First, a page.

My understanding of the film is that there is a mix between real life relevance and aesthetic value that make this one of the most important westerns ever made. This film was regarded as the most unamerican western ever made, and the production was greatly affected by the red scare that was taking place at the time, with writer and producer Foreman having to flee the country and go to Britain just as the film was released nationwide. The funny thing is that the reception that it received in the Soviet Union wasn’t very warm either, as it was seen as a celebration of the individual. It seems to me as if, upon its release, everywhere in the world this western was somehow used as a political statement, and judges as if it represented some sort of manifesto or wrong politics no matter how you looked upon it and no matter what political wing your idealisms belonged to. This didn’t stop the academy awards from nominating this film and even awarding it with four statuettes including one for Gary Cooper’s performance.

In reality, there are uncomfortable politics in this movie, that much is true, but it is also a very romantic western, unlike the other more violent and action packed ones that were released at the time. I guess the casting of Gary Cooper makes sense in that way, he usually gives me the idea of the hero that can be very appealing to a female audience as well as a male one because of the romanticism he seems to perspire. It is his charm that in the plot carries on the movie, as he tries to persuade the town he helped make peaceful to help him taking care of a group of outlaws whose leader has been freed, and who is coming back into town. To make matters worse, this whole thing happens on the day of his wedding, and on the say when he had given up his badge, as he had vowed to do to the very graceful Grace Kelly. This story of a man standing alone against darker powers is something that would go on to influence plenty more movies. However, there is reason to believe that at the time, Americans did not even remotely want to be portrayed as people who would turn their backs to a right cause and leave the one man fighting alone. It is also an uncomfortable plot as one can sense a relevance between the plot and the whole Red Scare affair.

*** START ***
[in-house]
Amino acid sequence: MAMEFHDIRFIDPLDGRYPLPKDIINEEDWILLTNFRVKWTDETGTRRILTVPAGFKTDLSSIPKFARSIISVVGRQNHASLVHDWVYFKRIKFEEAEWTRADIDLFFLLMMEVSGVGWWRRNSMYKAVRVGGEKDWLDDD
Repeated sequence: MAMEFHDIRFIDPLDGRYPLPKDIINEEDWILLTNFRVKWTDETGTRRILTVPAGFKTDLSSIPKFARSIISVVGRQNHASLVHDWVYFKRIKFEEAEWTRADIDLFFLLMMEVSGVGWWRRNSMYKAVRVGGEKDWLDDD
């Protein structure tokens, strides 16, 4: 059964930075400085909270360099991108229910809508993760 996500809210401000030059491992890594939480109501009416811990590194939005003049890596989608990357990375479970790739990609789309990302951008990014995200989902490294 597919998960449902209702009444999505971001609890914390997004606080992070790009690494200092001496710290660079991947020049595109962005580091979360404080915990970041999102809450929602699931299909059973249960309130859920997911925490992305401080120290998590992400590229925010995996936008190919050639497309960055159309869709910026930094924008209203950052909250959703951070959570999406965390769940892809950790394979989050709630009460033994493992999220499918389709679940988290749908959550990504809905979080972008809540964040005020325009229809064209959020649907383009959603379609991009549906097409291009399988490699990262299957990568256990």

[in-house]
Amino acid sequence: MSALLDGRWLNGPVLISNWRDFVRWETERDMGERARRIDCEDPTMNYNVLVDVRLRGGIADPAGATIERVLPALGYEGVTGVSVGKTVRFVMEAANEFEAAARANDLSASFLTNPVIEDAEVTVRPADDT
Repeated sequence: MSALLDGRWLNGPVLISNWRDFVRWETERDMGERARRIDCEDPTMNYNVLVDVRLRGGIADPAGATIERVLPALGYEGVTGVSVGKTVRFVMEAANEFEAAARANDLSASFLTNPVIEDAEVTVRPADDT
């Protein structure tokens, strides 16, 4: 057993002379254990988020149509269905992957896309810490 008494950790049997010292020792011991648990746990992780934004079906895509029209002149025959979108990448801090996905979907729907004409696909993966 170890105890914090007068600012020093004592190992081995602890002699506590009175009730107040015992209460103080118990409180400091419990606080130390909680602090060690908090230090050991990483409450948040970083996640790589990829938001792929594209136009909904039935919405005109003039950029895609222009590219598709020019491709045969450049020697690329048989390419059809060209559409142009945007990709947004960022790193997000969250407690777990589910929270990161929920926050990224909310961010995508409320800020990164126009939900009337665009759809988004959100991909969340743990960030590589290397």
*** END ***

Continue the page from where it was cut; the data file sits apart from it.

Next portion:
As it stands, this film doesn’t even look like the kind of film that would have interested the backbone of the western audience for a much more simple reason; the film hardly has as much action as your average western in general. It matters little that so much care is taken in building up tension and atmosphere for the sake of the grand finale to such an audience that would have wanted to see shootouts, chases and more action than this movie delivers. In fact, until the last few minutes of the finale, the film is carried on by Gary Cooper looking for people to help him taking care of Frank Miller and is gang, and more than that, there is very little confrontations between the outlaws and the law man in all that time. What is truly remarkable, in reality, about this film is indeed that the atmosphere is built, but also that the film tells the story of an hour, that hour before the train with Frank Miller arrives at noon, and in that hour, we really get to see Kane’s frustrations, his disappointments, his fears but also his bravery, and with the latter, we build up his status that makes his actions look even more heroic than a simple matter of fact reputation would have given to him.